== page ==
Tuesday, August 20, 2013

The End of Power: From Boardrooms to Battlefields and Churches to States, Why Being in Charge Isn’t What it Used to Be by Moisés Naím

Moisés Naím sees the decline of power across many institutions. He is at times wistful, at times celebratory in his reaction to power’s decay. But he isn’t entirely clear why we should care about the passing of power. The powerful do care; Naím has many powerful friends who lament power’s loss of magic. Popes, pols and pundits just don’t get the respect their predecessors received; their authority is more circumscribed, more readily challenged (the same decline is noted by law professors). But for the greater number of us, who are in more settings objects of the power of others than detainers of power, the end of power is not a self-evident cause for concern.

A decline in social organization is a cause for concern – and to the degree the phenomena described in The End of Power signal a loss of capacity for coordination, Naím’s book is more than an indulgence of ambivalent nostalgia. Naím is careful with his definition of power: power is the ability of some few - the powerful - to direct the actions of others. And, he asserts, there are four means by which power is exerted: muscle (force), code (tradition), pitch (persuasion), and reward (incentive).

Naím is a superachiever who has spent his life at or close to the top. He was a prominent politician in Venezuela – and since has become a heralded writer in the United States. As such, his personal prescription, given toward the end of The End of Power, is quite surprising. Get off the elevator, Naím urges. And by this he calls for an abandonment of mindless ambition and more; elevator thinking is the focus on rank and hierarchy, which promotes power as an end in itself.

Naím’s gives a bottom-up account of the decay of power; it is an Arab Spring kind of story. We – the traditional objects of power – are also the source of power. We permit ourselves to be commanded. And we are not going to take it anymore. Naím outlines three broad socio-cultural phenomena that capture our new restlessness: our increasing material expectations (what he calls “more”), our increased mobility (social and geographical), and perhaps more importantly our new mindset. We are more self-reliant, more independent, and able and willing to exercise more choices. This last point is only somewhat true, of course. Our minds may no longer be commanded by kings or bishops, but our new “mentality” (Naím’s phrase) is vulnerable to social media, demagoguery, and consumerist envy. We are hardly immune to the exercise of influence.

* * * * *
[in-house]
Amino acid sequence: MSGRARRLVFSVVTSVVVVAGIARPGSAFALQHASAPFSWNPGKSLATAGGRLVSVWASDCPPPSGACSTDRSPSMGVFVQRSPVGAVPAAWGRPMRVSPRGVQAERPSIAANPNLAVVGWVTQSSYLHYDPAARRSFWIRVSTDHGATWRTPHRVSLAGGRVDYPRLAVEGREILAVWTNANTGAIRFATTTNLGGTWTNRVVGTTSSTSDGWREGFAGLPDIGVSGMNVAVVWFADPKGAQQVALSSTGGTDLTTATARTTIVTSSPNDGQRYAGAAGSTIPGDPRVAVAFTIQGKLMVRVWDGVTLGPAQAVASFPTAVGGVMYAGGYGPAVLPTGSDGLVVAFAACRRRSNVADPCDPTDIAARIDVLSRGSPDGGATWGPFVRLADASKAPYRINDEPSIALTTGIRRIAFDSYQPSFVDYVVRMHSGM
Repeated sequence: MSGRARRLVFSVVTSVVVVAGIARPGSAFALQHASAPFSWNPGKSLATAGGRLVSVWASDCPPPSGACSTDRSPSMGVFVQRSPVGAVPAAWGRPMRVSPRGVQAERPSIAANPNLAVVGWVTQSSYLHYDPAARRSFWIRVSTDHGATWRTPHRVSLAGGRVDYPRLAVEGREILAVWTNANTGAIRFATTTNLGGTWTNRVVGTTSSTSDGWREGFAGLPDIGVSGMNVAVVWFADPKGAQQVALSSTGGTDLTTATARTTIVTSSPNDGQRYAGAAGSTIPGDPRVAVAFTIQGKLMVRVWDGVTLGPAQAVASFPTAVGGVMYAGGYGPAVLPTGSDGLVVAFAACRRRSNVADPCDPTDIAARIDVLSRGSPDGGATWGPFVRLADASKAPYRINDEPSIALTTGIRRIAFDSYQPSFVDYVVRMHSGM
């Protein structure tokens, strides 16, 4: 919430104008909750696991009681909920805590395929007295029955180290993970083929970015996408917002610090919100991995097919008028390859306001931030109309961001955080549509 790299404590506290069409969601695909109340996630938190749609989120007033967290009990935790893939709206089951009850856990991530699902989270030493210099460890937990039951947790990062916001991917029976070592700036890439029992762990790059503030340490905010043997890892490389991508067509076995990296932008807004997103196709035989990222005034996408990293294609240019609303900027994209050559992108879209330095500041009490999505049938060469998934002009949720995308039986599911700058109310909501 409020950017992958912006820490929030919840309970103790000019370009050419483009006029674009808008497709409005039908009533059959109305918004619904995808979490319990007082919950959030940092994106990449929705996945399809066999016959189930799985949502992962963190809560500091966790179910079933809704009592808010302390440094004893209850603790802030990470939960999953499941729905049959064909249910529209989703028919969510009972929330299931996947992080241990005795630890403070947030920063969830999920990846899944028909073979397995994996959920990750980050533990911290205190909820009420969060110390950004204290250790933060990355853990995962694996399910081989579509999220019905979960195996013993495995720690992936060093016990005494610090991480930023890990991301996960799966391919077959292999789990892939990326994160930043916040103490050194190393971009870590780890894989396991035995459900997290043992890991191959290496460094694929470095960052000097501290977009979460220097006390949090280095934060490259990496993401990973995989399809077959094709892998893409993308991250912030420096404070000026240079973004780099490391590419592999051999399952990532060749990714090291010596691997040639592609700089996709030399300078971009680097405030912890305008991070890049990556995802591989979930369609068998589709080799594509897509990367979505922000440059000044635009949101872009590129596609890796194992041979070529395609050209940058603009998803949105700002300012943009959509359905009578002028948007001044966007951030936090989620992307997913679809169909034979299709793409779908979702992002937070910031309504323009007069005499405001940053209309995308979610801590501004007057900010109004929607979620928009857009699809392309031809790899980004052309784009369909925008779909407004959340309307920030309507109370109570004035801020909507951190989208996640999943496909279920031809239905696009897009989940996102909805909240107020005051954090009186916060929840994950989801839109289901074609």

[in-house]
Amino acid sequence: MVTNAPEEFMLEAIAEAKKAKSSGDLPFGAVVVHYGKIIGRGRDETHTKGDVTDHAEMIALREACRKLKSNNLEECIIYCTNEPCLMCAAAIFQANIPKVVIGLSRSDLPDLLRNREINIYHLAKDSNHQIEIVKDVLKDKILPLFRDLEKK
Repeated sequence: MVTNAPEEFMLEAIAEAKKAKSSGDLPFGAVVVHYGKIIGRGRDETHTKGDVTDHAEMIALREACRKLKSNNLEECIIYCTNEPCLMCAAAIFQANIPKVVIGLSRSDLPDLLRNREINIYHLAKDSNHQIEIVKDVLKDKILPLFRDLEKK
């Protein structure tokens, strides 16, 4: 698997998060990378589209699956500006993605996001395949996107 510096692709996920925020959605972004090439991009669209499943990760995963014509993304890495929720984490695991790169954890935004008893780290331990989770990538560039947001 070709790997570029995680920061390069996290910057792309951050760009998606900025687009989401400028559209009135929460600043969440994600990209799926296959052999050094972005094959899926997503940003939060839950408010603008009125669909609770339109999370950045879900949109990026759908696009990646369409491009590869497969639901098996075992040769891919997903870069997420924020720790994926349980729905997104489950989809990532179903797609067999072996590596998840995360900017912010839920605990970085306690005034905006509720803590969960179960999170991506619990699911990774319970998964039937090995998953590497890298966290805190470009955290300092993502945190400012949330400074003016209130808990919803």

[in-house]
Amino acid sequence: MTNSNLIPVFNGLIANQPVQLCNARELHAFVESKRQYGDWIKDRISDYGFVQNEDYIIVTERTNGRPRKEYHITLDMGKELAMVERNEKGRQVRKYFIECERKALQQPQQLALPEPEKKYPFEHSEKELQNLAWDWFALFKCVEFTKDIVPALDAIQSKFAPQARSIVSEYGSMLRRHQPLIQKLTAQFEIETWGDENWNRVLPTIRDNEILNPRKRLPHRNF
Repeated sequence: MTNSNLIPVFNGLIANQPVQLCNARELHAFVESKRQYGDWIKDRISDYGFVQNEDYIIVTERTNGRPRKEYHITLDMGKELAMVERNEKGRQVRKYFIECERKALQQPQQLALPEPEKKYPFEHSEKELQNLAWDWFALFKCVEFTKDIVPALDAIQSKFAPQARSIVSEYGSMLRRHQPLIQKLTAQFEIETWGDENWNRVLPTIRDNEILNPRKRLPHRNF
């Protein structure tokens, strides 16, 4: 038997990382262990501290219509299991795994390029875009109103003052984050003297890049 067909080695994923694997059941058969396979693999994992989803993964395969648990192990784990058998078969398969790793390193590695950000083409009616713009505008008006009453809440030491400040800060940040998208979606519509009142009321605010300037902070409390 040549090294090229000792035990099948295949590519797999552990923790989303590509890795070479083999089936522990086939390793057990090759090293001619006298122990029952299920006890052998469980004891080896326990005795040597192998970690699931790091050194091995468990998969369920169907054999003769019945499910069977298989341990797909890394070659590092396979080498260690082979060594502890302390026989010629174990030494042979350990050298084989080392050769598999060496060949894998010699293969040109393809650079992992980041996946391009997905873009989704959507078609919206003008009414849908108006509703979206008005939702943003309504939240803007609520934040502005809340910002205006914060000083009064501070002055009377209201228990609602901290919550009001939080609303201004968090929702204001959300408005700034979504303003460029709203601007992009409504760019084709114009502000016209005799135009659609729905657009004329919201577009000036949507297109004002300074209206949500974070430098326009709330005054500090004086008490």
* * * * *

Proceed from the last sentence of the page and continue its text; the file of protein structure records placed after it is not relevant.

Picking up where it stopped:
Naím proceeds to describe the decline of power in key settings: politics, the military, diplomacy and business. At times he speaks of power within an institution; at other points, he depicts the waning of the power exercised by the institution itself. A president or a minister, a general or an ambassador, a corporate chieftain - they all face greater difficulty getting their way – that is, authority and discretion is more broadly diffused within a social organization. But social organizations no longer command as before: a terrorist does not fear a large army, an upstart business can challenge and displace a dominant company. Power is no longer entrenched.

So why shouldn’t this be cause for celebration? In a zero-sum calculation, the end of power is matched by increased decisional space. While each of us may be less powerful, as Naím would define it, in that we experience a decreasing ability to exercise our will on others, we enjoy the recompense of greater autonomy. This would seem to be an unambiguous improvement (from a liberal perspective), so long as the resultant society (and its possibilities) are not thereby diminished.

Power is associated with command; it is structured by hierarchy. But command is not the only means for social coordination. The ‘market’ is a well recognized alternative for coordinating disparate social action; here the key structures (contract, the state) facilitate exchange. Power’s analog in markets is wealth: like power, wealth can coordinate social action (using Naím’s categories of means) via muscle, code, pitch and reward. 

Power (command) and wealth (market) may not, however, exhaust the set of institutions by which society is structured. At one end of the scale, family is an entirely distinct and mysterious realm that exerts force at short range. And there may be hardwired mechanisms to be uncovered by behaviorists that keep us socially in check. New social norms may emerge and be widely distributed through the web (e.g. the no-double dipping salsa rule). The end of power need not spell chaos nor poorer, nastier, more brutish and shorter lives.

The End of Power is longlisted for the 2013 Financial Times and Goldman Sachs Business Book of the Year Award.
See my review here of Neil Irwin’s The Alchemists which is also longlisted for the 2013 FT/Goldman Sachs Award.

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